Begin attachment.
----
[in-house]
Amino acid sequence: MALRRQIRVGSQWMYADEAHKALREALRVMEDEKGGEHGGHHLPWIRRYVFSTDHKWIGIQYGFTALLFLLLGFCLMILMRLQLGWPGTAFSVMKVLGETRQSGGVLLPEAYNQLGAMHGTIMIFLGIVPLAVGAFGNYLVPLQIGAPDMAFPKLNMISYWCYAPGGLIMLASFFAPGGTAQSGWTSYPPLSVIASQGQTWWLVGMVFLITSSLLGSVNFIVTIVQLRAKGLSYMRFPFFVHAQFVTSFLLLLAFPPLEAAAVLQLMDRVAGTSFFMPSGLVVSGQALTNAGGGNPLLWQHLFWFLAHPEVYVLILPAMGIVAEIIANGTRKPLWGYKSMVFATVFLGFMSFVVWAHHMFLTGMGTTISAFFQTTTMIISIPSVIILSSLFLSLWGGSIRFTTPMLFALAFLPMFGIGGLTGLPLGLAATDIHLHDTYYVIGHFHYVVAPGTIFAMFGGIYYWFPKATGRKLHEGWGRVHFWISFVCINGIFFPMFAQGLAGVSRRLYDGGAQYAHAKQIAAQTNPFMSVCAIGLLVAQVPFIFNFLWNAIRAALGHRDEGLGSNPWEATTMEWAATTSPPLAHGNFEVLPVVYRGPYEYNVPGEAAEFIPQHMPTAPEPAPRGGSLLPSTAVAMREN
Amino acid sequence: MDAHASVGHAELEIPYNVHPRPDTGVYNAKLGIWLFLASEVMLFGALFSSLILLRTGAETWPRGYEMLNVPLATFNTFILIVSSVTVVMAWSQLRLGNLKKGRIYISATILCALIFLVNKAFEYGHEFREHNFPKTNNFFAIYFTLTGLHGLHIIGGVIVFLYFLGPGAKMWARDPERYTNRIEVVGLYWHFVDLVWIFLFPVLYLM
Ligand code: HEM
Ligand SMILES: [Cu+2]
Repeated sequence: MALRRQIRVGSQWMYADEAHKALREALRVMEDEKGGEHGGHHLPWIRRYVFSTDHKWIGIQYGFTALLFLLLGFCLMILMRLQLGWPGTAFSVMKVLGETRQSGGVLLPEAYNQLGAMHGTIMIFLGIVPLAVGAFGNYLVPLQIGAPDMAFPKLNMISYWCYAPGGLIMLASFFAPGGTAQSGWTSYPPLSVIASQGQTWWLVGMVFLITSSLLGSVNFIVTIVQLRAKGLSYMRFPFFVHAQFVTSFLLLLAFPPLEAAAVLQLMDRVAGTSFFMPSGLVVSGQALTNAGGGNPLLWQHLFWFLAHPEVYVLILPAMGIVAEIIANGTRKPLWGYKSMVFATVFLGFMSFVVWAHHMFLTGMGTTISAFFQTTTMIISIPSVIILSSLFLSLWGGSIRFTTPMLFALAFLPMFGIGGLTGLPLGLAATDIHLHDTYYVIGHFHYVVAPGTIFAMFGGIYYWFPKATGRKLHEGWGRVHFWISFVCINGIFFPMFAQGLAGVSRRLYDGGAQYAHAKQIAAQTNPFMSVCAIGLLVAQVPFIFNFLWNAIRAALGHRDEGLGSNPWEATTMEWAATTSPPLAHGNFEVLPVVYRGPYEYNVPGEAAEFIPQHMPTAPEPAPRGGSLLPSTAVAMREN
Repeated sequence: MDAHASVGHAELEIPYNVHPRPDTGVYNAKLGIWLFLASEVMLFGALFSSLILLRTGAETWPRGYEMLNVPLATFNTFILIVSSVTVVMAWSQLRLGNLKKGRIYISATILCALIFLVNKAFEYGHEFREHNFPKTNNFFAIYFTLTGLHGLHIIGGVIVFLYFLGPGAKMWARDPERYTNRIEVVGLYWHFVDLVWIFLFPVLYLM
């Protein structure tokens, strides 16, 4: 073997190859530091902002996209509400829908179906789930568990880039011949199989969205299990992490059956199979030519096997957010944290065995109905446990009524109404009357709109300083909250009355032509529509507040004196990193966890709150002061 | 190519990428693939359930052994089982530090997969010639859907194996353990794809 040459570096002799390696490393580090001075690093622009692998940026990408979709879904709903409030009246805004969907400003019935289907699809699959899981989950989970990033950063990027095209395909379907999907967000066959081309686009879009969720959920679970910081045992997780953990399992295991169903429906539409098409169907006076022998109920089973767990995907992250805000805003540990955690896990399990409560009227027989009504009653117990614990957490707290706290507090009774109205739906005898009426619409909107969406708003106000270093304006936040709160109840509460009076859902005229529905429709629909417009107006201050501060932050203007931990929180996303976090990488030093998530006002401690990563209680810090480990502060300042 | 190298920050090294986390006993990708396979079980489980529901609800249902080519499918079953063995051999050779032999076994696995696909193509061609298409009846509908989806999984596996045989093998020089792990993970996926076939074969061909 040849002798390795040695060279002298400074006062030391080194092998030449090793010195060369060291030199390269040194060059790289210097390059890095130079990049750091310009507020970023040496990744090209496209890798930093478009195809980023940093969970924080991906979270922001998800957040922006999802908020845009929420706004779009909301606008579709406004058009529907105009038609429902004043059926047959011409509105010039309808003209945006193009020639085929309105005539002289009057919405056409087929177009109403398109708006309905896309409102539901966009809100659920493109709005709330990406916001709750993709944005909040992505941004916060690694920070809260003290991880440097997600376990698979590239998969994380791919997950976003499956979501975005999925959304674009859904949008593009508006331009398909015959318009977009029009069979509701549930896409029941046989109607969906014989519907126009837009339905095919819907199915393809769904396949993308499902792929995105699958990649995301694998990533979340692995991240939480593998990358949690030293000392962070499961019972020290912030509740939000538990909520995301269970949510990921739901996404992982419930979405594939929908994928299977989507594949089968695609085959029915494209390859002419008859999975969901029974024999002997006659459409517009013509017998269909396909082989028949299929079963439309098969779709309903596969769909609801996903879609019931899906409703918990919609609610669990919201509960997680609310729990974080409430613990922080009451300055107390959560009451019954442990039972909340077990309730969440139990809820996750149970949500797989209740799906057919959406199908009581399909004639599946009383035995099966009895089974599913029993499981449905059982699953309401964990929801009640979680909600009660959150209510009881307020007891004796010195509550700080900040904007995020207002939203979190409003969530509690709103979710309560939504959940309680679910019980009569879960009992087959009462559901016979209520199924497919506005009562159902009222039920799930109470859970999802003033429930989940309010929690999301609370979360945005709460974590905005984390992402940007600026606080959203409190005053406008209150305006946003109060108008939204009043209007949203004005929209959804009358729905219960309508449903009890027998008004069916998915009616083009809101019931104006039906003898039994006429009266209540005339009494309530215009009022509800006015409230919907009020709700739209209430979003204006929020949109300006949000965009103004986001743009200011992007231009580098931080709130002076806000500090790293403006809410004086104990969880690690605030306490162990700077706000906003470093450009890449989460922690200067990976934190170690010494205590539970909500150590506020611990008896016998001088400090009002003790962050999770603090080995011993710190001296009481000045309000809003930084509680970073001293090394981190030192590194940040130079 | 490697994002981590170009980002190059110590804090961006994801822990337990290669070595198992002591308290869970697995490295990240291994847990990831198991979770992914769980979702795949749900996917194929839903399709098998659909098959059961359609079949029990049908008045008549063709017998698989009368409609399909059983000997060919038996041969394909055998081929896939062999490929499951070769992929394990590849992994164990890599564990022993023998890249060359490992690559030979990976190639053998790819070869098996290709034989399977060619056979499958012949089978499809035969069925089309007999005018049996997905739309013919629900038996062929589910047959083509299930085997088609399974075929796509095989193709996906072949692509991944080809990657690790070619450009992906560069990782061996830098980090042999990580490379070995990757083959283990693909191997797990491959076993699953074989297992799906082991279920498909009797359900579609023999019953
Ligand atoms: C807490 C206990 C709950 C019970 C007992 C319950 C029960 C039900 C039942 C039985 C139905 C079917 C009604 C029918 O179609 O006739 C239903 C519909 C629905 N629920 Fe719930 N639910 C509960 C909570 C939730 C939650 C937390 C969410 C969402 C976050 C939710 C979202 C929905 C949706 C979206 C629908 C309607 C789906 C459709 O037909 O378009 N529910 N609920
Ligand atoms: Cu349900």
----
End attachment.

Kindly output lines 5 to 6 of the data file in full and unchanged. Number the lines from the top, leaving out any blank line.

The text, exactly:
Ligand SMILES: [Cu+2]
Repeated sequence: MALRRQIRVGSQWMYADEAHKALREALRVMEDEKGGEHGGHHLPWIRRYVFSTDHKWIGIQYGFTALLFLLLGFCLMILMRLQLGWPGTAFSVMKVLGETRQSGGVLLPEAYNQLGAMHGTIMIFLGIVPLAVGAFGNYLVPLQIGAPDMAFPKLNMISYWCYAPGGLIMLASFFAPGGTAQSGWTSYPPLSVIASQGQTWWLVGMVFLITSSLLGSVNFIVTIVQLRAKGLSYMRFPFFVHAQFVTSFLLLLAFPPLEAAAVLQLMDRVAGTSFFMPSGLVVSGQALTNAGGGNPLLWQHLFWFLAHPEVYVLILPAMGIVAEIIANGTRKPLWGYKSMVFATVFLGFMSFVVWAHHMFLTGMGTTISAFFQTTTMIISIPSVIILSSLFLSLWGGSIRFTTPMLFALAFLPMFGIGGLTGLPLGLAATDIHLHDTYYVIGHFHYVVAPGTIFAMFGGIYYWFPKATGRKLHEGWGRVHFWISFVCINGIFFPMFAQGLAGVSRRLYDGGAQYAHAKQIAAQTNPFMSVCAIGLLVAQVPFIFNFLWNAIRAALGHRDEGLGSNPWEATTMEWAATTSPPLAHGNFEVLPVVYRGPYEYNVPGEAAEFIPQHMPTAPEPAPRGGSLLPSTAVAMREN